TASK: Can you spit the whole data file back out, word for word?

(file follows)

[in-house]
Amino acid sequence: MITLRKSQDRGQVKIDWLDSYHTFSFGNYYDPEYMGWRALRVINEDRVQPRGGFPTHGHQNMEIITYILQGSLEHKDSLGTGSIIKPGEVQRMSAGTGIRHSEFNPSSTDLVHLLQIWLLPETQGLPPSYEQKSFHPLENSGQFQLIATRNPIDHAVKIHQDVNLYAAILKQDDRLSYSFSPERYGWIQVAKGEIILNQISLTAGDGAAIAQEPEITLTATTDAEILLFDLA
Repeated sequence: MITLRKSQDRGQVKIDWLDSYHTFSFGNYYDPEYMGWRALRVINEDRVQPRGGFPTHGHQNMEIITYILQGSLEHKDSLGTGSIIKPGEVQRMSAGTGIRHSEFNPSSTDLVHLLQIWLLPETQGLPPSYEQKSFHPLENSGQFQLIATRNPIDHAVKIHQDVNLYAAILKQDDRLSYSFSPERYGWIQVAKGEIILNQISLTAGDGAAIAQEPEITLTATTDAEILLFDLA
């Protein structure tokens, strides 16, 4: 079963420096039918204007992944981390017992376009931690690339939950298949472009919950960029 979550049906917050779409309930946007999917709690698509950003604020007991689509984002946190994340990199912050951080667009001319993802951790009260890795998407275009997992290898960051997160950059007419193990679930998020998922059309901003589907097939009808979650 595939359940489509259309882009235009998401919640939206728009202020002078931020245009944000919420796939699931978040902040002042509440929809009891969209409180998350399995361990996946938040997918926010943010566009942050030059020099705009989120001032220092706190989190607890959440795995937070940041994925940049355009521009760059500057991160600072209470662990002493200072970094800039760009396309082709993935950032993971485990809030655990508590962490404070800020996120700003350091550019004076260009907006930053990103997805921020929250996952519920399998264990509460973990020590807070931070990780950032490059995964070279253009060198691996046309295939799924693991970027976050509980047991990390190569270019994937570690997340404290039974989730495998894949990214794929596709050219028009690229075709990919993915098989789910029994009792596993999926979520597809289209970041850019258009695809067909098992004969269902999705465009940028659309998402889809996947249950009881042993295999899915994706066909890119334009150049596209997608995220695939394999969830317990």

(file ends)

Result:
[in-house]
Amino acid sequence: MITLRKSQDRGQVKIDWLDSYHTFSFGNYYDPEYMGWRALRVINEDRVQPRGGFPTHGHQNMEIITYILQGSLEHKDSLGTGSIIKPGEVQRMSAGTGIRHSEFNPSSTDLVHLLQIWLLPETQGLPPSYEQKSFHPLENSGQFQLIATRNPIDHAVKIHQDVNLYAAILKQDDRLSYSFSPERYGWIQVAKGEIILNQISLTAGDGAAIAQEPEITLTATTDAEILLFDLA
Repeated sequence: MITLRKSQDRGQVKIDWLDSYHTFSFGNYYDPEYMGWRALRVINEDRVQPRGGFPTHGHQNMEIITYILQGSLEHKDSLGTGSIIKPGEVQRMSAGTGIRHSEFNPSSTDLVHLLQIWLLPETQGLPPSYEQKSFHPLENSGQFQLIATRNPIDHAVKIHQDVNLYAAILKQDDRLSYSFSPERYGWIQVAKGEIILNQISLTAGDGAAIAQEPEITLTATTDAEILLFDLA
């Protein structure tokens, strides 16, 4: 079963420096039918204007992944981390017992376009931690690339939950298949472009919950960029 979550049906917050779409309930946007999917709690698509950003604020007991689509984002946190994340990199912050951080667009001319993802951790009260890795998407275009997992290898960051997160950059007419193990679930998020998922059309901003589907097939009808979650 595939359940489509259309882009235009998401919640939206728009202020002078931020245009944000919420796939699931978040902040002042509440929809009891969209409180998350399995361990996946938040997918926010943010566009942050030059020099705009989120001032220092706190989190607890959440795995937070940041994925940049355009521009760059500057991160600072209470662990002493200072970094800039760009396309082709993935950032993971485990809030655990508590962490404070800020996120700003350091550019004076260009907006930053990103997805921020929250996952519920399998264990509460973990020590807070931070990780950032490059995964070279253009060198691996046309295939799924693991970027976050509980047991990390190569270019994937570690997340404290039974989730495998894949990214794929596709050219028009690229075709990919993915098989789910029994009792596993999926979520597809289209970041850019258009695809067909098992004969269902999705465009940028659309998402889809996947249950009881042993295999899915994706066909890119334009150049596209997608995220695939394999969830317990």